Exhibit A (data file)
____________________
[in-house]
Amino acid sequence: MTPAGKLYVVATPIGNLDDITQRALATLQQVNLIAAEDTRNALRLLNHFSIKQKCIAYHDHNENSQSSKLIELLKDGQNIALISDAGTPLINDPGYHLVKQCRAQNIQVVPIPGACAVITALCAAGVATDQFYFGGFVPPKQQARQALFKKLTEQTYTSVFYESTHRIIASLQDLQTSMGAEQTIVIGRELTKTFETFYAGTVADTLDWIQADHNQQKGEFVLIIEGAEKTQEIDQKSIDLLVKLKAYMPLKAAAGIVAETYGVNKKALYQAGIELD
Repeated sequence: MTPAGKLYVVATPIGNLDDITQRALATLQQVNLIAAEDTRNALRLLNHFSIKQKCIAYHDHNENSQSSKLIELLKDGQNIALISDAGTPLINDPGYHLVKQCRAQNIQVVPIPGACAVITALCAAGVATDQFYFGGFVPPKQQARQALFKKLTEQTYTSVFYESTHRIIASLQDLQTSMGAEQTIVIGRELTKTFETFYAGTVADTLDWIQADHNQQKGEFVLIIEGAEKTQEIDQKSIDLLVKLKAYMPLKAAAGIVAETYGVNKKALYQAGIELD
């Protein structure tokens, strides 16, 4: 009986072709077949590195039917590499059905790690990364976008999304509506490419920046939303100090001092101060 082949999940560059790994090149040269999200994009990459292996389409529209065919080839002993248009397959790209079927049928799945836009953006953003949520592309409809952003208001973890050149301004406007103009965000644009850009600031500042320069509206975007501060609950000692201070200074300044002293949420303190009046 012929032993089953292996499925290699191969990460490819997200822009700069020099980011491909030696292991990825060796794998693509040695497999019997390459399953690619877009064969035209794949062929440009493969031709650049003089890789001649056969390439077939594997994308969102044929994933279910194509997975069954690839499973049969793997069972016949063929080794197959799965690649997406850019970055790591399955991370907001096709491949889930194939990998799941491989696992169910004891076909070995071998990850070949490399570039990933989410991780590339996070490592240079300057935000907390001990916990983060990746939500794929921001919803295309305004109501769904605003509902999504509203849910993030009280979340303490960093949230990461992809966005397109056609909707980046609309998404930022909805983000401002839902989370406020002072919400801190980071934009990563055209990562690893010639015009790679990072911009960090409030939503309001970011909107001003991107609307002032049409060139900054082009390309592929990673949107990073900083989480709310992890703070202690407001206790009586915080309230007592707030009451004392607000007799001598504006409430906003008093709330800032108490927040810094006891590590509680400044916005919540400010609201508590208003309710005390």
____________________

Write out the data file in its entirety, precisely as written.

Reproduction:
[in-house]
Amino acid sequence: MTPAGKLYVVATPIGNLDDITQRALATLQQVNLIAAEDTRNALRLLNHFSIKQKCIAYHDHNENSQSSKLIELLKDGQNIALISDAGTPLINDPGYHLVKQCRAQNIQVVPIPGACAVITALCAAGVATDQFYFGGFVPPKQQARQALFKKLTEQTYTSVFYESTHRIIASLQDLQTSMGAEQTIVIGRELTKTFETFYAGTVADTLDWIQADHNQQKGEFVLIIEGAEKTQEIDQKSIDLLVKLKAYMPLKAAAGIVAETYGVNKKALYQAGIELD
Repeated sequence: MTPAGKLYVVATPIGNLDDITQRALATLQQVNLIAAEDTRNALRLLNHFSIKQKCIAYHDHNENSQSSKLIELLKDGQNIALISDAGTPLINDPGYHLVKQCRAQNIQVVPIPGACAVITALCAAGVATDQFYFGGFVPPKQQARQALFKKLTEQTYTSVFYESTHRIIASLQDLQTSMGAEQTIVIGRELTKTFETFYAGTVADTLDWIQADHNQQKGEFVLIIEGAEKTQEIDQKSIDLLVKLKAYMPLKAAAGIVAETYGVNKKALYQAGIELD
């Protein structure tokens, strides 16, 4: 009986072709077949590195039917590499059905790690990364976008999304509506490419920046939303100090001092101060 082949999940560059790994090149040269999200994009990459292996389409529209065919080839002993248009397959790209079927049928799945836009953006953003949520592309409809952003208001973890050149301004406007103009965000644009850009600031500042320069509206975007501060609950000692201070200074300044002293949420303190009046 012929032993089953292996499925290699191969990460490819997200822009700069020099980011491909030696292991990825060796794998693509040695497999019997390459399953690619877009064969035209794949062929440009493969031709650049003089890789001649056969390439077939594997994308969102044929994933279910194509997975069954690839499973049969793997069972016949063929080794197959799965690649997406850019970055790591399955991370907001096709491949889930194939990998799941491989696992169910004891076909070995071998990850070949490399570039990933989410991780590339996070490592240079300057935000907390001990916990983060990746939500794929921001919803295309305004109501769904605003509902999504509203849910993030009280979340303490960093949230990461992809966005397109056609909707980046609309998404930022909805983000401002839902989370406020002072919400801190980071934009990563055209990562690893010639015009790679990072911009960090409030939503309001970011909107001003991107609307002032049409060139900054082009390309592929990673949107990073900083989480709310992890703070202690407001206790009586915080309230007592707030009451004392607000007799001598504006409430906003008093709330800032108490927040810094006891590590509680400044916005919540400010609201508590208003309710005390």